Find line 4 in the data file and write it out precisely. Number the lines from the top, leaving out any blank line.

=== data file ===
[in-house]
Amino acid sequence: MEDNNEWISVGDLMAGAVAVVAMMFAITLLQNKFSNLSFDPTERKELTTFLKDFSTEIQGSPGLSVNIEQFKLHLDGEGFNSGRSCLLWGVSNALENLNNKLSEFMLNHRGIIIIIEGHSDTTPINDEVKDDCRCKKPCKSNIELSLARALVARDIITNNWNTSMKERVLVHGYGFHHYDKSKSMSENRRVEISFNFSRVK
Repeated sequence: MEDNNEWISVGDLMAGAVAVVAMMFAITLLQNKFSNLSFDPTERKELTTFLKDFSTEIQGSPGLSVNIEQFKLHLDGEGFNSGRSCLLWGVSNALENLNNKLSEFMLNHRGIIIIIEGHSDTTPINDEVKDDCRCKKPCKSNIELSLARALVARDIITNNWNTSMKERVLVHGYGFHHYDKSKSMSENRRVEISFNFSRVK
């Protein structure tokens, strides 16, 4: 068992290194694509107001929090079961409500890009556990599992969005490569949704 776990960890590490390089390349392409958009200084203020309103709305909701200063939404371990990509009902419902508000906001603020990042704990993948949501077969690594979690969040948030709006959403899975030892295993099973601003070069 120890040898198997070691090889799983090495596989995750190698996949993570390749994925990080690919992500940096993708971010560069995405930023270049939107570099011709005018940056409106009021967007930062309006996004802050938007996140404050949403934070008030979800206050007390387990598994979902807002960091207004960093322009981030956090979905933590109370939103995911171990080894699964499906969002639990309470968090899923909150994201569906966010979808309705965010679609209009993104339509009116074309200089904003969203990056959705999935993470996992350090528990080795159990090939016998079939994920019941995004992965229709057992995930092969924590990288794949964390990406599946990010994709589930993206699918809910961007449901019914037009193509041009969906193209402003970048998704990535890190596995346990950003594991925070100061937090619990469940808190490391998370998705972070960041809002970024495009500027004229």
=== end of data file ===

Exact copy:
């Protein structure tokens, strides 16, 4: 068992290194694509107001929090079961409500890009556990599992969005490569949704 776990960890590490390089390349392409958009200084203020309103709305909701200063939404371990990509009902419902508000906001603020990042704990993948949501077969690594979690969040948030709006959403899975030892295993099973601003070069 120890040898198997070691090889799983090495596989995750190698996949993570390749994925990080690919992500940096993708971010560069995405930023270049939107570099011709005018940056409106009021967007930062309006996004802050938007996140404050949403934070008030979800206050007390387990598994979902807002960091207004960093322009981030956090979905933590109370939103995911171990080894699964499906969002639990309470968090899923909150994201569906966010979808309705965010679609209009993104339509009116074309200089904003969203990056959705999935993470996992350090528990080795159990090939016998079939994920019941995004992965229709057992995930092969924590990288794949964390990406599946990010994709589930993206699918809910961007449901019914037009193509041009969906193209402003970048998704990535890190596995346990950003594991925070100061937090619990469940808190490391998370998705972070960041809002970024495009500027004229």